The 4 best ways to improve gas mileage
When gas prices go up, so do the number of tips we hear on how to save. Some are good, others silly. Here's what you need to know to actually reduce your pain at the pump.
This post comes from Brandon Ballenger at Money Talks News.
With average pump prices near $4 a gallon nationwide, the Web is full of ideas to use less. Some tips are certainly worth considering. But there's also a lot of myth and misinformation out there. For example, ever heard that you should only buy gas in the morning because fuel volume decreases as the outside temperature rises?
While most tips sprout from a kernel of truth, many produce so little effect they're not worth considering. (According to Consumer Reports, buying gas in the morning falls into that category.)
Stacy Johnson conducted a little quiz to find out what people think are the best ways to save. See how you do by checking out the video below, then read on to learn the best ways to prime yourself for the pump.
The best way to improve your fuel efficiency is simple: Uuse your gas and brake pedals judiciously. Here are the top fuel savers, in order of maximum benefit:
- Drive proactively. Rapid acceleration and hard braking can lower your mileage by up to 37%, according to Edmunds.com. Look at the road ahead, and try to use your brake and gas pedals as little as possible. (Bonus: This may save you on insurance too, if you have a pay-as-you-drive policy.)
- Slow down. Going the speed limit -- instead of 15 mph over it -- can increase fuel efficiency up to 14%, Edmunds says. The U.S. Department of Energy adds, "Mileage usually decreases rapidly at speeds above 60 mph" and suggests that higher speeds can reduce gas mileage by as much as 23%. Consumer Reports found that dropping from 75 mph to 55 mph in an SUV saved 33%. (Bonus: Fewer speeding tickets means more gas money.)
- Don't idle. When you're sitting still, you get 0 mph. Duh, you say -- and so did Edmunds, until they realized that turning off an engine rather than idling could increase overall fuel efficiency by up to 19%. To get their results, Edmunds drove a 10-mile route, stopping 10 times for two minutes each, then compared turning off the car with letting it idle. Consumer Reports suggests turning off your car if you're going to be stopped for more than 30 seconds. As for taxing your starter? They say it won't hurt it.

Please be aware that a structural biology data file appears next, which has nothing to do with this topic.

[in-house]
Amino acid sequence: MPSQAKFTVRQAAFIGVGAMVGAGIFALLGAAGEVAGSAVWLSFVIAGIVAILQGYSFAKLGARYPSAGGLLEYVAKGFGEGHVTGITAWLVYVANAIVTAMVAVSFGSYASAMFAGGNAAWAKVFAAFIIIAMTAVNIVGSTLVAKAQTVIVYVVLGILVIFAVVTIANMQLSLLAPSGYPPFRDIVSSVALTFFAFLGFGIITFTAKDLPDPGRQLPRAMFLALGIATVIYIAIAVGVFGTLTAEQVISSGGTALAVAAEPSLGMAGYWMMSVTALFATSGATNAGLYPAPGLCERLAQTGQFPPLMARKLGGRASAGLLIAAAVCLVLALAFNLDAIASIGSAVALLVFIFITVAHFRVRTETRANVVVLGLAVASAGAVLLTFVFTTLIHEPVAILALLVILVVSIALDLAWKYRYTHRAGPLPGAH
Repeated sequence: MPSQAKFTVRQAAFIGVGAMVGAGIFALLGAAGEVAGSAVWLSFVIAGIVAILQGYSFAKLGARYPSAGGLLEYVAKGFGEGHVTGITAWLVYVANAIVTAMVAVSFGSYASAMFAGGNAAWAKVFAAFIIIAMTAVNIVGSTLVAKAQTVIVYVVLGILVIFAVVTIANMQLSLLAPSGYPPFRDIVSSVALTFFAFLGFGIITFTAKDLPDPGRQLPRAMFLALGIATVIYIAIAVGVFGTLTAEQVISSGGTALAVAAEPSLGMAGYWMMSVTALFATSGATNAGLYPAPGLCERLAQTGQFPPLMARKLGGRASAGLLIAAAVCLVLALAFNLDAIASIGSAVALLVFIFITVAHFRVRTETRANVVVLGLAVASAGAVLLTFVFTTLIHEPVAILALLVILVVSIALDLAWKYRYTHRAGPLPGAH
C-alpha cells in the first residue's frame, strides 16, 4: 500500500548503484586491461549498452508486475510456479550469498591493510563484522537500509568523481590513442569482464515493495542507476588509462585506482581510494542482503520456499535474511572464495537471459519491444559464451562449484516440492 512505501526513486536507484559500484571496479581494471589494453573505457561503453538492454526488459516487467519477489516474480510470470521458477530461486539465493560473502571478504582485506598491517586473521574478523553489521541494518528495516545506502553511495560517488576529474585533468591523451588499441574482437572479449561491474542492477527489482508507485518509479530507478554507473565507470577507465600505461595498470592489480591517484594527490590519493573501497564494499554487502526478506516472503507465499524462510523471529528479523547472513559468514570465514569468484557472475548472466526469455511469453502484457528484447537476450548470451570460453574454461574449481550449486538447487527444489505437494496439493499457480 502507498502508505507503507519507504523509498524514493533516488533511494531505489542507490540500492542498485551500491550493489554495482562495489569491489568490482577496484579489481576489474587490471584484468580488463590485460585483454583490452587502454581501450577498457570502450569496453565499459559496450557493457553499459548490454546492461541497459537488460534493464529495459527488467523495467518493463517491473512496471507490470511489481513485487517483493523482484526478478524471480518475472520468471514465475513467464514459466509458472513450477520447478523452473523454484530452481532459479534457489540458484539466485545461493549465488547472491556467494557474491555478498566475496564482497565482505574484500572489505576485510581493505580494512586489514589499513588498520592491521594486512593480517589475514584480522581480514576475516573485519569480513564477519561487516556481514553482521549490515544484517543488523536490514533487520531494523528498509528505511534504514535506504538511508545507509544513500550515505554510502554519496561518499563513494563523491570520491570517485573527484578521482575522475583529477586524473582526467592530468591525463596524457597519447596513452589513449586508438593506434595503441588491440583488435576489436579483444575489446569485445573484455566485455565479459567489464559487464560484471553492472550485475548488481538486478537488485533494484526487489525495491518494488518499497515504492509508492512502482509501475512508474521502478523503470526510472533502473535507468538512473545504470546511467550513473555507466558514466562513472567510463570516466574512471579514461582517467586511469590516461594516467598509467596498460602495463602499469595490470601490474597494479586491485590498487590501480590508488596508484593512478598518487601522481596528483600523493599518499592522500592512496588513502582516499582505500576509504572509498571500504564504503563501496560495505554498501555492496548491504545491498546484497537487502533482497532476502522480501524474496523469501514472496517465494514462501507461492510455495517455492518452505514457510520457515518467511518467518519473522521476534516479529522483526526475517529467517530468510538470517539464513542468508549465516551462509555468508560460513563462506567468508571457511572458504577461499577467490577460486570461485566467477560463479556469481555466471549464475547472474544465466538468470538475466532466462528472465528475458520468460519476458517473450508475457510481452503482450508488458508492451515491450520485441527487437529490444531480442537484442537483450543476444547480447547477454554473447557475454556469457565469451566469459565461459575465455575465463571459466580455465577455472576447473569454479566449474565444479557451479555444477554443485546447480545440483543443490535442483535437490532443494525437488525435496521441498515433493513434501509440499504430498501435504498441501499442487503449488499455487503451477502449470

- Cruise control. Edmunds found this saves up to 14% on flat terrain, but warns not to use it in hilly terrain because your car will gulp gas trying to maintain a set speed on a slope.
What about other common advice, like rolling up windows and keeping tires properly inflated? Neither made a significant difference for Edmunds. Consumer Reports said running the air conditioning could cost as much as 1 mpg -- not enough to justify stewing in your car on hot summer days. That junk in the trunk can hurt your fuel efficiency, though FuelEconomy.gov estimates you only save up to 2% per 100 pounds.
- MSN Autos:Find the cheapest gas near you
Here's one more way to hedge against the rising costs of gas you probably won't see anywhere else: In a December story called "28 ways to save on gas," Stacy suggested buying the stock of an oil company (He owns ConocoPhillips stock. See his entire online portfolio here.) His logic? If oil prices climb, oil companies make more money. Since those profits should ultimately be reflected as higher stock prices, the money you're losing at the pump you might make up in the market.
When Stacy offered that advice five months ago, oil was $90 a barrel. Yesterday it closed at about $99, so it's up about 10%. ConocoPhillips closed yesterday about $71.50 a share, so it's up about 12%.
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Yes, if you work close to your home, you can walk or bike to your job, but most of us aren't lucky enough to even live within biking distance of our jobs. Honestly, the average American commutes. That's why the expensive gas is such a big deal in the first place.